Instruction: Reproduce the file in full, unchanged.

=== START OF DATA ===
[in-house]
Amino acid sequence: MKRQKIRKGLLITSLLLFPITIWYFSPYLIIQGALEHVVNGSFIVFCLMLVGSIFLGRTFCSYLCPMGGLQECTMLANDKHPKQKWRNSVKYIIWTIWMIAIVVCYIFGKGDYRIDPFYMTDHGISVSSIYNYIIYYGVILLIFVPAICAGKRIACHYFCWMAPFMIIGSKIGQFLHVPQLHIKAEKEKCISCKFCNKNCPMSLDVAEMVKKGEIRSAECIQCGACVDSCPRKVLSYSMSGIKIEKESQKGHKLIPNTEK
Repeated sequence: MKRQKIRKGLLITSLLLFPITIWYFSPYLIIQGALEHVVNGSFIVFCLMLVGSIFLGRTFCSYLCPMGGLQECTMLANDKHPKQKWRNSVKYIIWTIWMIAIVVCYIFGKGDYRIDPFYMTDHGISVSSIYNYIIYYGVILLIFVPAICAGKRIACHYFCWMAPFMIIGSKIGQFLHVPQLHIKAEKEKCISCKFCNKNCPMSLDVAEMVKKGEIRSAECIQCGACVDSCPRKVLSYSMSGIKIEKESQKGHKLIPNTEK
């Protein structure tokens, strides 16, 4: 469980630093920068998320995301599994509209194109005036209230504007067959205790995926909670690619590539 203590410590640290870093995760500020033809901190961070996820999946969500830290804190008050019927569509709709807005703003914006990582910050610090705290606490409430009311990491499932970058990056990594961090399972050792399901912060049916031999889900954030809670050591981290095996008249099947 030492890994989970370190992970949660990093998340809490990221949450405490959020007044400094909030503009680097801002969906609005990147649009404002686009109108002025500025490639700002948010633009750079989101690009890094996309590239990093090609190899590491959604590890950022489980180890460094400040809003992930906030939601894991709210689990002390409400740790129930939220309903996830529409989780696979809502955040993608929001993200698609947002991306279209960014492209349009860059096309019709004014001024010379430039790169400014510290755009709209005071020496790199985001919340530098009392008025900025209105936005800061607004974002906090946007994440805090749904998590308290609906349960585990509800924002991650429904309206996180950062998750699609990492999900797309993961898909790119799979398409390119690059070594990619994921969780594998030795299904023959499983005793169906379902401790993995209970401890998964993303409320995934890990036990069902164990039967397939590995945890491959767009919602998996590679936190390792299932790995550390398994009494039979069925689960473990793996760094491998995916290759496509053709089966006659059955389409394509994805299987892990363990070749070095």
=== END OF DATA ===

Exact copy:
[in-house]
Amino acid sequence: MKRQKIRKGLLITSLLLFPITIWYFSPYLIIQGALEHVVNGSFIVFCLMLVGSIFLGRTFCSYLCPMGGLQECTMLANDKHPKQKWRNSVKYIIWTIWMIAIVVCYIFGKGDYRIDPFYMTDHGISVSSIYNYIIYYGVILLIFVPAICAGKRIACHYFCWMAPFMIIGSKIGQFLHVPQLHIKAEKEKCISCKFCNKNCPMSLDVAEMVKKGEIRSAECIQCGACVDSCPRKVLSYSMSGIKIEKESQKGHKLIPNTEK
Repeated sequence: MKRQKIRKGLLITSLLLFPITIWYFSPYLIIQGALEHVVNGSFIVFCLMLVGSIFLGRTFCSYLCPMGGLQECTMLANDKHPKQKWRNSVKYIIWTIWMIAIVVCYIFGKGDYRIDPFYMTDHGISVSSIYNYIIYYGVILLIFVPAICAGKRIACHYFCWMAPFMIIGSKIGQFLHVPQLHIKAEKEKCISCKFCNKNCPMSLDVAEMVKKGEIRSAECIQCGACVDSCPRKVLSYSMSGIKIEKESQKGHKLIPNTEK
């Protein structure tokens, strides 16, 4: 469980630093920068998320995301599994509209194109005036209230504007067959205790995926909670690619590539 203590410590640290870093995760500020033809901190961070996820999946969500830290804190008050019927569509709709807005703003914006990582910050610090705290606490409430009311990491499932970058990056990594961090399972050792399901912060049916031999889900954030809670050591981290095996008249099947 030492890994989970370190992970949660990093998340809490990221949450405490959020007044400094909030503009680097801002969906609005990147649009404002686009109108002025500025490639700002948010633009750079989101690009890094996309590239990093090609190899590491959604590890950022489980180890460094400040809003992930906030939601894991709210689990002390409400740790129930939220309903996830529409989780696979809502955040993608929001993200698609947002991306279209960014492209349009860059096309019709004014001024010379430039790169400014510290755009709209005071020496790199985001919340530098009392008025900025209105936005800061607004974002906090946007994440805090749904998590308290609906349960585990509800924002991650429904309206996180950062998750699609990492999900797309993961898909790119799979398409390119690059070594990619994921969780594998030795299904023959499983005793169906379902401790993995209970401890998964993303409320995934890990036990069902164990039967397939590995945890491959767009919602998996590679936190390792299932790995550390398994009494039979069925689960473990793996760094491998995916290759496509053709089966006659059955389409394509994805299987892990363990070749070095």